World Population Awareness

Economics, Growth, Disparity of Wealth

Wealth inequality in America: what Americans think is their country's wealth inequality and what is the ideal wealth distribution in a capitalist society are far different from shocking reality. Click on the link to see the video.   9 Out of 10 Americans Are Completely Wrong About This Mind-Blowing Fact November 11, 2015, doclink

The expansion of our wealth is only possible so long as the oil supply continues to expand, says oil expert Dr. Colin Campbell. The financial and investment community is beginning to accept the reality of Peak Oil, which ends the First Half of the Age of Oil, during which banks created capital by lending more than they had on deposit, being confident that tomorrow's expansion, fueled by cheap oil-based energy, was adequate collateral for today's debt. Oil driven "economic growth" is absolutely necessary for individuals, businesses, and governments to pay off their debts.

Commentator John La Grou writes: ". . . debt service requires economic growth in proportion to the size of the debt. Today's industrialized debt is at its highest 'real dollar' value in human history. Personal debt, corporate debt, government debt - all are at or near historical highs, and growing at historically unparalleled rates. Hence, the level of economic growth required to sustain such debt is at an all time high."

People take out a loan with the expectation that there will be more money available in the future than there is now, not realizing that money is really just a symbol for oil, and there will not be more oil available in the future than there is now and they will have to default on their loan. If many individuals, businesses, or nations begin defaulting on their loans at roughly the same time - as they will once the economy begins to contract due to skyrocketing energy prices - the banks will be unable to make new loans without spiraling the economy into a hyperinflationary meltdown.

An overall "financial collapse" will further devastate our ability to implement alternative systems of energy since the capital needed to develop these alternatives will not be available. In June 2005, the Bank of International Settlements (BIS), aka "the central banker's central bank", said that oil prices may well remain high for a prolonged period of time and that further rises may have more severe consequences than currently anticipated . . . Everyone needs to commit to some unpleasant compromises now, in order to avoid even more unpleasant alternatives in the future . . . The US current account deficit means that a further slide in the dollar was "almost inevitable", while the BIS sounded a warning that the deficit could yet lead to "a disorderly decline of the dollar, associated turmoil in other financial markets, and even recession."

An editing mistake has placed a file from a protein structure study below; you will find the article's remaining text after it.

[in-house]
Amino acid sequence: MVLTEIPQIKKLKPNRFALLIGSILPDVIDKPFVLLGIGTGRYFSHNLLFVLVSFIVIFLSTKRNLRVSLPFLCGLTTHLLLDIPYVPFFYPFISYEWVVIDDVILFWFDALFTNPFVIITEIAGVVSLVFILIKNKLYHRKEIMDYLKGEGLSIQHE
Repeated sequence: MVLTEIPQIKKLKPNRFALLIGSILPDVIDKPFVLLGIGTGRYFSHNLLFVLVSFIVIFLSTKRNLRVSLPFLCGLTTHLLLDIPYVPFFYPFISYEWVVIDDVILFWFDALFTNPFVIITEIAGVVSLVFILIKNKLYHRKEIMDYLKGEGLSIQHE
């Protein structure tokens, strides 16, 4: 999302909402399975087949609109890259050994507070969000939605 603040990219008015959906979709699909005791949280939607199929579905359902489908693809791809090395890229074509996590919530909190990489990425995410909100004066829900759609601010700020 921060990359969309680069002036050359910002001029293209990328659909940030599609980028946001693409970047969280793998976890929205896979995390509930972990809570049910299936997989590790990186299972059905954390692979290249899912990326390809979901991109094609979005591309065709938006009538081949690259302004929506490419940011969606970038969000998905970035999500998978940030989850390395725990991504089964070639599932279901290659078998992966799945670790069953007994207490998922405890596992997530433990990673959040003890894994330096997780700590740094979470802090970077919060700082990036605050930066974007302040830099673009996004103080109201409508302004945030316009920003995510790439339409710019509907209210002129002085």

Warren Buffet, the world's second richest man, recently warned of "mega-catastrophic risks" and "investment time bombs" currently threatening the global economy. High energy prices, destabilizing resource wars, less than inspiring leadership, a possible currency collapse, - all will add to that. It is not enough to focus solely on the price at the pump, more fuel-efficient forms of transportation, or alternative sources of energy.

A report commissioned by Cheney and released in April 2001 said: "The most significant difference between now and a decade ago is the extraordinarily rapid erosion of spare capacities at critical segments of energy chains. Today, shortfalls appear to be endemic. Among the most extraordinary of these losses of spare capacity is in the oil arena.

In May 2001, George W. Bush said: "What people need to hear loud and clear is that we're running out of energy in America." A Bush energy advisor, energy investment banker Matthew Simmons - regarded by the energy and banking community for his nonpartisan, heavily documented, and virtually infallible research & analysis - said in an August 2003 interview with From the Wilderness publisher Michael Ruppert when asked about the impending natural gas crisis, responded: "I don't think there is one. The solution is to pray. Under the best of circumstances, if all prayers are answered there will be no crisis for maybe two years. After that it's a certainty." For more information on an excellent website, see (click on above headline link)   Economic Consequences of An Oil Shortage June 28, 2005, Life After the Oil Crash website doclink

Growth vs Steady State Economy

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